Unfortunately, Cambodia has gained some notoriety as a destination for pedophiles, but under Cambodian law, the penalty for sex with minors can be up to 30 years in prison, and such tourists may be prosecuted by their home countries as well.
Cambodia suffers from a legacy of millions of land mines left during the war years. However, to tourists, land mines present a minimal to nonexistent threat, as most areas near touristed areas have been thoroughly de-mined. Many tourists mistake electric or sewage warning signs along national highways for land mine signs. HALO Trust, a leading mine removal organization in Cambodia asserts that you would have to drive through the jungle for at least an hour north of Angkor Wat to come across any mines. The threat is to locals in extremely rural areas who rely on subsistence agriculture for their livelihoods.
All that said, in remote areas such as Preah Vihear (near the border) and Pailin (a former Khmer Rouge stronghold), exercise caution: ask for local advice and heed warning signs, red paint, and red rope, which may indicate mined areas. Do not venture beyond well-established roads and paths.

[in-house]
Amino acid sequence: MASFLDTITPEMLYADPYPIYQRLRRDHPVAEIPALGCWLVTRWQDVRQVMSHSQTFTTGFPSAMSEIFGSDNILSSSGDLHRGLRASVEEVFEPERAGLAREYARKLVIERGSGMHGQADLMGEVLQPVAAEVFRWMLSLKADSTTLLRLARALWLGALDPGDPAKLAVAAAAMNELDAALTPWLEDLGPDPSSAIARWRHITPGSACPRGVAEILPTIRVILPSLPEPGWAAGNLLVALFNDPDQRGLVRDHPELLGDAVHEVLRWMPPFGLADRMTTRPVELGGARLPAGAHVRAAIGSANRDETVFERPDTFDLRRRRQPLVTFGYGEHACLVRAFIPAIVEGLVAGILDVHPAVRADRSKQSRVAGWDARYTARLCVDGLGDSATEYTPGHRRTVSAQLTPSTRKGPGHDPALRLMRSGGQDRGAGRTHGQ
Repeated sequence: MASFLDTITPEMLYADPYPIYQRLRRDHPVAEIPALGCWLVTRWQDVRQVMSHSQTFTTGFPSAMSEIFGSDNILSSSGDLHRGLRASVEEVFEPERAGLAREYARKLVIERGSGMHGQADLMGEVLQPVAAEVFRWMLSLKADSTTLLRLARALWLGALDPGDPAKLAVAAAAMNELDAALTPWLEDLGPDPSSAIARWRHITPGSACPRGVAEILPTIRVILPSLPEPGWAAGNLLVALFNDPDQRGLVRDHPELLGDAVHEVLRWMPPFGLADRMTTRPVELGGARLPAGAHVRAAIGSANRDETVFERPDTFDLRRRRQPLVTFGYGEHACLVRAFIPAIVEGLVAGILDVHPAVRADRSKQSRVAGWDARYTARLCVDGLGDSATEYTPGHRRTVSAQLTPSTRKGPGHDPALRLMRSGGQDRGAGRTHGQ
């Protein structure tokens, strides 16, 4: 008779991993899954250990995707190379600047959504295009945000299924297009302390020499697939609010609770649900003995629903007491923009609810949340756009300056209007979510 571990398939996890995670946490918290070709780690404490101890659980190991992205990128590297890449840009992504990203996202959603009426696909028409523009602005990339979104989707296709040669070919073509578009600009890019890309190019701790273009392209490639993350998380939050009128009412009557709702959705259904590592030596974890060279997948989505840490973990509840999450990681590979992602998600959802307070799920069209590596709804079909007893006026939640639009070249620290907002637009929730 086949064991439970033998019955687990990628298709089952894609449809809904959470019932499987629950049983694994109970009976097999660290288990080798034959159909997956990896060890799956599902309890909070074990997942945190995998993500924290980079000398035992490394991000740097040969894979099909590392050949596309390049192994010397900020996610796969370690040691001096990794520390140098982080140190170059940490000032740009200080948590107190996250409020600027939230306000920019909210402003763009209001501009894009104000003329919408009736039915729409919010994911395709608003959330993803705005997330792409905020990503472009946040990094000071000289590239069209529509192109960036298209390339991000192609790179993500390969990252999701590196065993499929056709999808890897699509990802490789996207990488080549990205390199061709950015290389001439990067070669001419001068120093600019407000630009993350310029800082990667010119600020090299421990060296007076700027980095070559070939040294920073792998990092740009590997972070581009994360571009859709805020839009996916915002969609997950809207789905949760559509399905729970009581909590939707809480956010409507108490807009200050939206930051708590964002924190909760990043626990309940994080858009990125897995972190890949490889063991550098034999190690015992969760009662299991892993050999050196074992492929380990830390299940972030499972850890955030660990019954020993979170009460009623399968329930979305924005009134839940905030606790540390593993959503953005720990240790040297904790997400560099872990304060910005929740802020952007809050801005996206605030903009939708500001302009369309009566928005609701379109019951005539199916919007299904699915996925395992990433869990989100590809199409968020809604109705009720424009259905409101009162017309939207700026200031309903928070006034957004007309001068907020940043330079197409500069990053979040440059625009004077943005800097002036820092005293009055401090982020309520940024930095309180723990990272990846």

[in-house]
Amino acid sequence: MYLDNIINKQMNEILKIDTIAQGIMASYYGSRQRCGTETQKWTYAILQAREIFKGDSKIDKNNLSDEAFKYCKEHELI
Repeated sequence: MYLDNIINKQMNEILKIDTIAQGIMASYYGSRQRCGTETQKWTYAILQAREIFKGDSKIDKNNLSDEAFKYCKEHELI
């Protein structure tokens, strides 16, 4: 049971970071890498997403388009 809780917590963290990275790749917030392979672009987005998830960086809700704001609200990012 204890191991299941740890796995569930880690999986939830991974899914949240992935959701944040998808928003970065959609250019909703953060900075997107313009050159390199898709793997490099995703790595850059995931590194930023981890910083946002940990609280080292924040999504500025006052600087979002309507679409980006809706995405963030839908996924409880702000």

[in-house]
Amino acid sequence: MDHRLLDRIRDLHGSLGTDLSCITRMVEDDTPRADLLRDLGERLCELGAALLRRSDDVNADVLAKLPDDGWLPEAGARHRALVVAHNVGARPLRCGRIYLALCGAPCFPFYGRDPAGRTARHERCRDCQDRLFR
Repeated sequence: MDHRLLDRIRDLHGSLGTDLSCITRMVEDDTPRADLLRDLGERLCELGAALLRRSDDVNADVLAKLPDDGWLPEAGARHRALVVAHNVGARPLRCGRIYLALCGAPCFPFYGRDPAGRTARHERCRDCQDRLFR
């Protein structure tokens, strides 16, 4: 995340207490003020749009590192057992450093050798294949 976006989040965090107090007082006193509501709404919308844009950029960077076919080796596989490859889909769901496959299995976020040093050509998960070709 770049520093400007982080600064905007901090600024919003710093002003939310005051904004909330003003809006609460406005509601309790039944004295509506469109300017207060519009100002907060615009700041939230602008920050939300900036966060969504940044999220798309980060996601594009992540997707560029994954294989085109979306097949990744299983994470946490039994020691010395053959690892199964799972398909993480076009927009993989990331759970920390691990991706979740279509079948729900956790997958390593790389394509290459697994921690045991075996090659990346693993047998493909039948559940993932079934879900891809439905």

The sprawling megalithic complex of Angkor is no longer Asia’s best-kept secret. Hidden for centuries by jungles, Cambodia’s ancient treasures and far-flung temples are at last emerging. More and more visitors are being lured to explore these mysterious temples and the rich and proud civilization that lived in them.
Angkor Thom, which is Khmer for “Great City” is a fortified city that might have supported one million people in the surrounding region at its height. Built by Angkor’s greatest king, Jayavarman VII, it is laid out in a near-perfect square, which runs north-south and east-west.